PresentationCore.dll!System.Windows.ContextLayoutManager.fireLayoutUpdateEvent() + 0x154 bytes   
PresentationCore.dll!System.Windows.ContextLayoutManager.UpdateLayout() + 0x926 bytes   
PresentationCore.dll!System.Windows.UIElement.UpdateLayout() + 0x16 bytes   

So, it finally data-binds the rest of my values, and lays out the axis correctly with the intended values for Max and Min.

By switching everything to use data-binding instead mixing it with code-behind, the default values in the DateTimeControl work correctly (though the work is still wasted), and then the data-binding sets them to the new values.

It’s this wasted effort that concerns me, so future instalments will examine what can be done about it.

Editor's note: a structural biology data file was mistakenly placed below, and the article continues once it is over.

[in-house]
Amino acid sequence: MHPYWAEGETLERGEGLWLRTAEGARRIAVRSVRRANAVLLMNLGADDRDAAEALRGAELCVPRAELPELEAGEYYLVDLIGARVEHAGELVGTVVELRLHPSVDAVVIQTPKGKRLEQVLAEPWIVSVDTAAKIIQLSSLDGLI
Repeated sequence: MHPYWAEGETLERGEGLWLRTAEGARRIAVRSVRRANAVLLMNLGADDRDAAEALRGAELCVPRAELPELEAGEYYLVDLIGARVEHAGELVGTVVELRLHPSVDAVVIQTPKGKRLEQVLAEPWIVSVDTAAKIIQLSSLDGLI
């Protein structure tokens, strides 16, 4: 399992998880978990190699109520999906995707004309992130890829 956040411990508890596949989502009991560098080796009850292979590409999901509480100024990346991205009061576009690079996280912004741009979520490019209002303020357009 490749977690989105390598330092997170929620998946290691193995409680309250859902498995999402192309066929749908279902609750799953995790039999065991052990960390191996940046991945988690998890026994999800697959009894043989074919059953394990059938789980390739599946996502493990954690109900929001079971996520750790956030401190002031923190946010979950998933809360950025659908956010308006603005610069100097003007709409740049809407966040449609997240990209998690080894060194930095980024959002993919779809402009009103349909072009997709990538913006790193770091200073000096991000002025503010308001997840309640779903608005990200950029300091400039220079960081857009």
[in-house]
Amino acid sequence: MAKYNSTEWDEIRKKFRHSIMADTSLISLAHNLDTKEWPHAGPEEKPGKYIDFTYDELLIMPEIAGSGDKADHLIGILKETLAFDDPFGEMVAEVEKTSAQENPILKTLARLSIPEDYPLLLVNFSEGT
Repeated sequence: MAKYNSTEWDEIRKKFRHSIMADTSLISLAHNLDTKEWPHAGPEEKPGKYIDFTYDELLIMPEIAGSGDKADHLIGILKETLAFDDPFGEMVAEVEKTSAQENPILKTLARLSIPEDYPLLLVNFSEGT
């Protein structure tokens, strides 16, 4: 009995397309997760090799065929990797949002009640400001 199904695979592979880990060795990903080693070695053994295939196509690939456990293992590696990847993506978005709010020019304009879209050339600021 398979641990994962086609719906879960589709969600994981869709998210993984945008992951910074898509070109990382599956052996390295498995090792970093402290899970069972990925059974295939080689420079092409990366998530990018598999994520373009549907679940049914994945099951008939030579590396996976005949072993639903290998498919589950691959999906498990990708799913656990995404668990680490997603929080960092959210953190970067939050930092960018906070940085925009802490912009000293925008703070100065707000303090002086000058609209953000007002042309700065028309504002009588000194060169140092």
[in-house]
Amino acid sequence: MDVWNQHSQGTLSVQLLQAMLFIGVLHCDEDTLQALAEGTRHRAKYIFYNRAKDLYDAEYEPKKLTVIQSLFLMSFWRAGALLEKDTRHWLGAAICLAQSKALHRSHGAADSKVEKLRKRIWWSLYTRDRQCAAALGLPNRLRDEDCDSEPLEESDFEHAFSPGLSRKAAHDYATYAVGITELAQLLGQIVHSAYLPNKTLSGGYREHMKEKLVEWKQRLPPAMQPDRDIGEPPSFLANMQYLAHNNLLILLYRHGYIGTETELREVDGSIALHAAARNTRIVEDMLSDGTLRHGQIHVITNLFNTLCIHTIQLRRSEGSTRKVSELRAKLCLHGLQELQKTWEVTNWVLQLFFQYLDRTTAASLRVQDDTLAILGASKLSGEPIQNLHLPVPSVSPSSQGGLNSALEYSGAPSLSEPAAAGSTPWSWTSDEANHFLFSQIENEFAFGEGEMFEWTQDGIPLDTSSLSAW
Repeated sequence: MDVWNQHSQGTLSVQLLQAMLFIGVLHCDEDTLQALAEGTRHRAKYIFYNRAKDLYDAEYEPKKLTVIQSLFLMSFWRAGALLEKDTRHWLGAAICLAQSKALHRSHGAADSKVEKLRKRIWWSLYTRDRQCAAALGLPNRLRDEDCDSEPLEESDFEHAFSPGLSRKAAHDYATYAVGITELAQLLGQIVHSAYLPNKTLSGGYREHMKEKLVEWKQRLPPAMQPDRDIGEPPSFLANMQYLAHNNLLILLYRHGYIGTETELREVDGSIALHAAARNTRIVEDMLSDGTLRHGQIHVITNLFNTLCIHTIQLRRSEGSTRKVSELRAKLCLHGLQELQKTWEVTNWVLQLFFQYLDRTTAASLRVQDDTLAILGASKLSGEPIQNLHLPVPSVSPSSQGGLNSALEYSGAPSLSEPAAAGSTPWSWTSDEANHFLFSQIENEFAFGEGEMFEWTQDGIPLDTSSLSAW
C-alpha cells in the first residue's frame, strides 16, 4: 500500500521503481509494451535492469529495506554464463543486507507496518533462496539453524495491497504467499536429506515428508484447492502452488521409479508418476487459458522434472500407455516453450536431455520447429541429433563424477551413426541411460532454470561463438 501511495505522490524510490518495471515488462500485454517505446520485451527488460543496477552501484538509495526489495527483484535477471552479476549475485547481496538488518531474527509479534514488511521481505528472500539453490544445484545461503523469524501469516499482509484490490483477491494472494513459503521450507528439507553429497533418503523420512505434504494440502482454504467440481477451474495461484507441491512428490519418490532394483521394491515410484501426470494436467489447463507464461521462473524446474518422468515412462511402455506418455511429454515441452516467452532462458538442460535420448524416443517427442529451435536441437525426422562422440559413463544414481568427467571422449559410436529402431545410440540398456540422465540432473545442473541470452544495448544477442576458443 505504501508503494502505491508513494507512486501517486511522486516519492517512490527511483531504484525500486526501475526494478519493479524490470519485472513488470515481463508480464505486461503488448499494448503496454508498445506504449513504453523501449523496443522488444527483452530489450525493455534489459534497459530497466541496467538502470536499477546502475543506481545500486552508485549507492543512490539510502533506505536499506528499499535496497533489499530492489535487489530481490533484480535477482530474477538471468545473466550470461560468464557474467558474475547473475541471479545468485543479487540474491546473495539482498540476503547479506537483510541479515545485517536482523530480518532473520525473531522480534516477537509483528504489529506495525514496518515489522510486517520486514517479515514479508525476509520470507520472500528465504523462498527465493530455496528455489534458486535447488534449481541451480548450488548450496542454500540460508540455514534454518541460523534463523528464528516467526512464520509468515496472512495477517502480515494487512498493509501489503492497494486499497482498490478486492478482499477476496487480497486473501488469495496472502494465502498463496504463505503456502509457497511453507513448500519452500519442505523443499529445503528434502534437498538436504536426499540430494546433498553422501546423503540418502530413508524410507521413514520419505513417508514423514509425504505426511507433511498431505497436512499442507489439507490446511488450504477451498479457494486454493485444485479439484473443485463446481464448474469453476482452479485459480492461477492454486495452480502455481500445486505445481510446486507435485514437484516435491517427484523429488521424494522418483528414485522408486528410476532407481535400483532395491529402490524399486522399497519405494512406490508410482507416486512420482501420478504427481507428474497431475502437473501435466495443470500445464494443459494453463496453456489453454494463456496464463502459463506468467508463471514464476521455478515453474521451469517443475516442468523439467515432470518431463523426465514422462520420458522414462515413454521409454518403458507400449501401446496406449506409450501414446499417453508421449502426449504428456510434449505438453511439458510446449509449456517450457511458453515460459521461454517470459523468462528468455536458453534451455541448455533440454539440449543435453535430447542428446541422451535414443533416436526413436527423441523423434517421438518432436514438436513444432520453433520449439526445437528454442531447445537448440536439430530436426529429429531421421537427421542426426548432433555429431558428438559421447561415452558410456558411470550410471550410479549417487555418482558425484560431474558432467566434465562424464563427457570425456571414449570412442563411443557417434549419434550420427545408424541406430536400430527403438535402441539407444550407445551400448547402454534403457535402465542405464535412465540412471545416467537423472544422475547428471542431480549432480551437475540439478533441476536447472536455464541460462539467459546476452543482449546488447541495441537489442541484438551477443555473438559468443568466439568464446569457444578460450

Wednesday, 25 July 2012

Landscape Printing and Preview in WPF: It’s the overload, stupid!

We’re just finishing up a new release for our weather station software, and thought it might be nice to add printing for our users.

The printouts lend themselves to Landscape orientation, but much as we searched, we couldn’t find a way to get the DocumentViewer control to show us the preview in Landscape mode.

In the end, there are a sequence of things that need to be done.

First, when you create your PrintDialog, make sure you set the PageOrientation property to PageOrientation.Landscape.  That in itself isn’t enough though.

So, now store the size of the paper from the successful print dialog, and construct your DocumentPaginator object.

var ms = printDialog.PrintTicket.PageMediaSize;
Size pageSize = (printDialog.PrintTicket.PageOrientation == PageOrientation.Portrait) ?
new Size(ms.Width.Value, ms.Height.Value) :
new Size(ms.Height.Value, ms.Width.Value);